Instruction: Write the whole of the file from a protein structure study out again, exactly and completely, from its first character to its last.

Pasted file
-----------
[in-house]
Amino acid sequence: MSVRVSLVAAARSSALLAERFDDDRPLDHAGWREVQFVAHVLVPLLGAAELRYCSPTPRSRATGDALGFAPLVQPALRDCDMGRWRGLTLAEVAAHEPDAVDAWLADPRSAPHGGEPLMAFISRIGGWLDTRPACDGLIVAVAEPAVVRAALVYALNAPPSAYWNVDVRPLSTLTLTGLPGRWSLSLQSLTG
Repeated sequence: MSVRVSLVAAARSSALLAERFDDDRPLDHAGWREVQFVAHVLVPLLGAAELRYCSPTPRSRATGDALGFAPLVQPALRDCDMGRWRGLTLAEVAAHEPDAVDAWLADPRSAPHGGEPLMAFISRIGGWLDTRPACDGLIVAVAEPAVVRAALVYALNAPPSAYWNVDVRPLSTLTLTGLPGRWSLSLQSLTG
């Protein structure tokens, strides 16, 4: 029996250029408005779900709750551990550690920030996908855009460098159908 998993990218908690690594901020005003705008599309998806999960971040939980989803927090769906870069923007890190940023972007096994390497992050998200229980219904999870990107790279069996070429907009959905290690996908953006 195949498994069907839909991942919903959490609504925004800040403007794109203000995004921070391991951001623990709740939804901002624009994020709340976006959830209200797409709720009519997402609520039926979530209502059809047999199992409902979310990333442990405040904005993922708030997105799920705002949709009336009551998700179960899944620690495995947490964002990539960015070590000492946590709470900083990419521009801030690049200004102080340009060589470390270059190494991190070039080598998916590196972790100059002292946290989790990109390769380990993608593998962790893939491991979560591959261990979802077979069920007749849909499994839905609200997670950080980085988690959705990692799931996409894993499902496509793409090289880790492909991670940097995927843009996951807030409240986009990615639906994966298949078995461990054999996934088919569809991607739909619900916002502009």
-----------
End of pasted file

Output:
[in-house]
Amino acid sequence: MSVRVSLVAAARSSALLAERFDDDRPLDHAGWREVQFVAHVLVPLLGAAELRYCSPTPRSRATGDALGFAPLVQPALRDCDMGRWRGLTLAEVAAHEPDAVDAWLADPRSAPHGGEPLMAFISRIGGWLDTRPACDGLIVAVAEPAVVRAALVYALNAPPSAYWNVDVRPLSTLTLTGLPGRWSLSLQSLTG
Repeated sequence: MSVRVSLVAAARSSALLAERFDDDRPLDHAGWREVQFVAHVLVPLLGAAELRYCSPTPRSRATGDALGFAPLVQPALRDCDMGRWRGLTLAEVAAHEPDAVDAWLADPRSAPHGGEPLMAFISRIGGWLDTRPACDGLIVAVAEPAVVRAALVYALNAPPSAYWNVDVRPLSTLTLTGLPGRWSLSLQSLTG
């Protein structure tokens, strides 16, 4: 029996250029408005779900709750551990550690920030996908855009460098159908 998993990218908690690594901020005003705008599309998806999960971040939980989803927090769906870069923007890190940023972007096994390497992050998200229980219904999870990107790279069996070429907009959905290690996908953006 195949498994069907839909991942919903959490609504925004800040403007794109203000995004921070391991951001623990709740939804901002624009994020709340976006959830209200797409709720009519997402609520039926979530209502059809047999199992409902979310990333442990405040904005993922708030997105799920705002949709009336009551998700179960899944620690495995947490964002990539960015070590000492946590709470900083990419521009801030690049200004102080340009060589470390270059190494991190070039080598998916590196972790100059002292946290989790990109390769380990993608593998962790893939491991979560591959261990979802077979069920007749849909499994839905609200997670950080980085988690959705990692799931996409894993499902496509793409090289880790492909991670940097995927843009996951807030409240986009990615639906994966298949078995461990054999996934088919569809991607739909619900916002502009």